I confess upfront. I have very serious issues with so many on social media who preach that you should always be your authentic self. Admittedly, “Authenticity” is an element within the Sustained Leadership WBS, and I define it in this way:
WBS Dictionary: Authenticity of anything is based on an assessment that suggests that it is genuine and not false or copied. It is original. Authenticity is a complete lack of phoniness. It is entitled to deference and acceptance because its evidence is in agreement with known facts or experience. People place their trust in authentic leaders because of a belief, based on evidence and facts, that assures them that this leader will not mislead, prevaricate, self-aggrandize, or otherwise seek personal interests (5.2) rather than organizational interests. The authentic leader places their loyalty within their own organization and never betrays that loyalty. An authentic leader is considered “the real thing.” They are not resting on past laurels, borrowed credibility, false pretense, or pretending to be guided by one set of values when the facts and experiences of those around them suggest that there is a falsity, at worst, or a hidden agenda, at best, to their claims and positions.
If we could all agree on this definition, which is one of the goals of writing theses leadership lexicon blogs, then I would be OK with promoting authenticity on social media. The primary problem I have with it is that if you are being authentic, and if you are authentically an ass, then you are being encouraged to be the true you and be an irritation to everyone else. Rather than being authentically “you,” perhaps you should strive to be a better “you” in the first instance.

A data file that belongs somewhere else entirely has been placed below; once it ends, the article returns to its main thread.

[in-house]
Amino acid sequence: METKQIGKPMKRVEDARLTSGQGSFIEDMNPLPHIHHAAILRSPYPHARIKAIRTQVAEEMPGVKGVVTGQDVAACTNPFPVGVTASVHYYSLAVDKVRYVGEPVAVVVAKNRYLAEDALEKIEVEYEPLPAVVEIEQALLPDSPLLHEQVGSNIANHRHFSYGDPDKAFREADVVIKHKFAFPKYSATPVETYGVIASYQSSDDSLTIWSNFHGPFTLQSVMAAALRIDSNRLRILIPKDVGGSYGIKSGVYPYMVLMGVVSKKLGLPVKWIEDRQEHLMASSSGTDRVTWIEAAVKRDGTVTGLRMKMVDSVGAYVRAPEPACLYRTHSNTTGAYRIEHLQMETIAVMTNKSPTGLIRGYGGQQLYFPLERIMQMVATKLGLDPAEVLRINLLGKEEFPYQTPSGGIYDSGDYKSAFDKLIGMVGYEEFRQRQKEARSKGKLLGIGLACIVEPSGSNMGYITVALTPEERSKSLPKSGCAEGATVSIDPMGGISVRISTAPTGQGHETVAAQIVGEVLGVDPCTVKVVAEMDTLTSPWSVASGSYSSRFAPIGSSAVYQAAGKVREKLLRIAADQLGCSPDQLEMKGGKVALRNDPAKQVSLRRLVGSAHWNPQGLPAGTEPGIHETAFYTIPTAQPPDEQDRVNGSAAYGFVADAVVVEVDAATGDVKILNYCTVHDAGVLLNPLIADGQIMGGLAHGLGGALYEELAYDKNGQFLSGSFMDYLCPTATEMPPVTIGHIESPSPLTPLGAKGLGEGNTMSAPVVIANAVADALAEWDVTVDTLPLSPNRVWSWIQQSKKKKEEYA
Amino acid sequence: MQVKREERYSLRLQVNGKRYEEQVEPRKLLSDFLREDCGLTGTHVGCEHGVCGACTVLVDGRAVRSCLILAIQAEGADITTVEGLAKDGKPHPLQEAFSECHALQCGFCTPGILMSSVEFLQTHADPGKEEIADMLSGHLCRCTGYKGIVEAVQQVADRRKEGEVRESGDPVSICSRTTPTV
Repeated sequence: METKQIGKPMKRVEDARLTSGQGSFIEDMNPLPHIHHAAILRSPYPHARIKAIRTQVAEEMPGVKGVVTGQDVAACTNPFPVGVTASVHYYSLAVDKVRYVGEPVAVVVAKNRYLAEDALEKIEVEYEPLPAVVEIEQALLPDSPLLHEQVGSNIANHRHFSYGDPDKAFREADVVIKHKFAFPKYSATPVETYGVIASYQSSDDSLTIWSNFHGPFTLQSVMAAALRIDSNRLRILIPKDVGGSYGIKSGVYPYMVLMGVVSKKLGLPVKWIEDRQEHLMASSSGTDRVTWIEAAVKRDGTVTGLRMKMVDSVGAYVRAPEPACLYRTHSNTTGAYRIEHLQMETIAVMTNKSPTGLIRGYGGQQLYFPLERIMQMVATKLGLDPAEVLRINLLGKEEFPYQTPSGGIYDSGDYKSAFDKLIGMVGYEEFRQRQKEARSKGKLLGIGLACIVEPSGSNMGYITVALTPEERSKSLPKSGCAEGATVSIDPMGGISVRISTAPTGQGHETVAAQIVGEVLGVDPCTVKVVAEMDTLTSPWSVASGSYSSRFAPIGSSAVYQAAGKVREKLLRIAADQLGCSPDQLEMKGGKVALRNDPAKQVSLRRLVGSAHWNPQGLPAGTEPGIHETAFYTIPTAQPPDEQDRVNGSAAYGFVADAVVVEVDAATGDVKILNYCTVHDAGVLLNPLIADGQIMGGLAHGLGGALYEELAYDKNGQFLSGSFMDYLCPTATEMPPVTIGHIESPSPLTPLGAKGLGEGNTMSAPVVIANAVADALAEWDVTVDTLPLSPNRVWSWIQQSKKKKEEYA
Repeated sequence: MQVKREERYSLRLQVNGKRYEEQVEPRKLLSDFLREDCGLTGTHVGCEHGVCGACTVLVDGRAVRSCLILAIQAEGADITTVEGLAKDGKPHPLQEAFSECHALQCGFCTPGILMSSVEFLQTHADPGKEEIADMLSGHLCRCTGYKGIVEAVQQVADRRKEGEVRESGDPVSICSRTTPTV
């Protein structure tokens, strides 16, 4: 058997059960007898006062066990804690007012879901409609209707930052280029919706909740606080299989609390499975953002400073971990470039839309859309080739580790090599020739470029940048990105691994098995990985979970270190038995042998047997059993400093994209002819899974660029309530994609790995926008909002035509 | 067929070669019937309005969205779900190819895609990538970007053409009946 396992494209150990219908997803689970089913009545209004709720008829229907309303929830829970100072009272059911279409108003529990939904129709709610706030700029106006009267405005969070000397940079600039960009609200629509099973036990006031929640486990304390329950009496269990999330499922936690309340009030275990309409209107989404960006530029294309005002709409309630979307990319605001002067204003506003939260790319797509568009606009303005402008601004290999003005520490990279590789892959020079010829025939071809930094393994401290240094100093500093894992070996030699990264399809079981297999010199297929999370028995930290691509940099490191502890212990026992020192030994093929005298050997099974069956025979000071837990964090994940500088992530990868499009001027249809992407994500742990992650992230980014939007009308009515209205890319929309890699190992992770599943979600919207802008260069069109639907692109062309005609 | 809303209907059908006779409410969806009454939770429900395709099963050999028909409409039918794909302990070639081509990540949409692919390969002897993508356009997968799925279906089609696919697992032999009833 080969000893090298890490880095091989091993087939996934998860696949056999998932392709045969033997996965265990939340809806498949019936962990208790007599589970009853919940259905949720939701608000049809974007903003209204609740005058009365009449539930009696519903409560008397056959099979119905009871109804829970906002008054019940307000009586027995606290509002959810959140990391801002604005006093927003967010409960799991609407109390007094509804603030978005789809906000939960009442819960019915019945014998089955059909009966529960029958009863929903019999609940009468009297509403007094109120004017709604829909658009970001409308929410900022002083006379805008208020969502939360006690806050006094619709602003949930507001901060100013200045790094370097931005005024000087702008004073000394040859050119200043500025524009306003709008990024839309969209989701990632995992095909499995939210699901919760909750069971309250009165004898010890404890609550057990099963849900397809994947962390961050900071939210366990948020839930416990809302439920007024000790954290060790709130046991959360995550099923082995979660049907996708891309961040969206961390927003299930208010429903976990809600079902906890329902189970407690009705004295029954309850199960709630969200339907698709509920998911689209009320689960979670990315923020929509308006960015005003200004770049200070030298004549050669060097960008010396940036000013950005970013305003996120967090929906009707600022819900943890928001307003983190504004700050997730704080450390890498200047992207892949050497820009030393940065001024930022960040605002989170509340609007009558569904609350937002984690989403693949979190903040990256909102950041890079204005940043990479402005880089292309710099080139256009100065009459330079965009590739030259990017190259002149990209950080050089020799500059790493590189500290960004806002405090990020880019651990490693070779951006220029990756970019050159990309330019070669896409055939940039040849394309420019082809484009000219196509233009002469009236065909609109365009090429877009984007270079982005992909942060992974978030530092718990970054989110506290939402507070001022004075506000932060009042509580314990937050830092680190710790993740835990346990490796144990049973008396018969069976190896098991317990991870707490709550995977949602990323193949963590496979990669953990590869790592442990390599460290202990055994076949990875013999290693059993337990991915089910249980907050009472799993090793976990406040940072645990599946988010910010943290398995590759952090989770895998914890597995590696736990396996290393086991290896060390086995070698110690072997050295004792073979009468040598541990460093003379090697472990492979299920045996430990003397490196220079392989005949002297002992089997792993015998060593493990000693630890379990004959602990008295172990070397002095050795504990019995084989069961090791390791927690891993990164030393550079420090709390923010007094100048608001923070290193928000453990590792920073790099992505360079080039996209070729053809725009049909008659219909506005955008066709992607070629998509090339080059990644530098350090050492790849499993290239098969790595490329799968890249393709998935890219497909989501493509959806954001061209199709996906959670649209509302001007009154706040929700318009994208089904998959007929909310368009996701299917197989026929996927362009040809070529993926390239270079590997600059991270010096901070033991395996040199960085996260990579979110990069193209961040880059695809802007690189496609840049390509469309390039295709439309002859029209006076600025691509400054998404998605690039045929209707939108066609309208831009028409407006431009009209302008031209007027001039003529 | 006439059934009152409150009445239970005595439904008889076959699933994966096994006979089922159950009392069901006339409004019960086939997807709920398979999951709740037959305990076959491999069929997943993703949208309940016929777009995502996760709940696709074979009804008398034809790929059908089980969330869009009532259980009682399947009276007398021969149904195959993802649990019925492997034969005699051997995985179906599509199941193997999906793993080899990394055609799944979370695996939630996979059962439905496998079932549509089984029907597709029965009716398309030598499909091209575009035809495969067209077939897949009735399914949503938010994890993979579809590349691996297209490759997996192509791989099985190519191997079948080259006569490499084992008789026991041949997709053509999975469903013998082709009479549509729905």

Unfortunately, there are too many authentic asses on social media. They can’t debate, they can’t argue (in the Greek Forum manner), they can’t gather credible facts, and they resort to talking points (often false) and ad hominem attacks on others. Sadly, it is a reflection of the “real” them.
Personally, I can do without that sort of authenticity. On the other hand, when they make themselves easy to identify, it is easy to block them and clean up your own timeline.
Becoming the Best Possible Version of You
One goal of the Sustained Leadership WBS is helping people to become the best possible version of themselves. We are all leaders-in-training and on our personal leadership journey. We are all flawed, and we all have great room for improvement. I’ll stand by anyone who is working hard to improve themselves and be a positive contribution to society. I would take this stand even if the person is, demonstrably, a very un-nice person presently.
To lead others, you must be the real you. You should not be duplicitous, phony, or fake. If the real you is a person others would not, or should not, choose to follow, you will be disqualifying yourself from leadership roles. This is as it should be. The point of Sustained Leadership WBS, however, is to prevent you from exhibiting and holding on to those undesirable traits. It is designed to guide you on a path that will remove those damaging habits or traits and replace them with positive WBS elements. Adopt the principles of servant leadership. Be kind.
Decent Human Beings
So be authentic. Be the real you. If you are not working to make yourself the best version of yourself, however, I (and others) might choose to avoid you. And when asked if I think you should be authentic, I’m most likely going to say, “No. Try to be a decent human being for a change.” In other words, grow up. Be an adult. And learn to think clearly, rely on facts, and adopt the 228 other elements of leadership to make yourself a more positive influence and sustained leader.
You may feel you have a right to speak, and under the American Constitution I will defend that right. You do not, however, have a right to be heard. You have to earn that.
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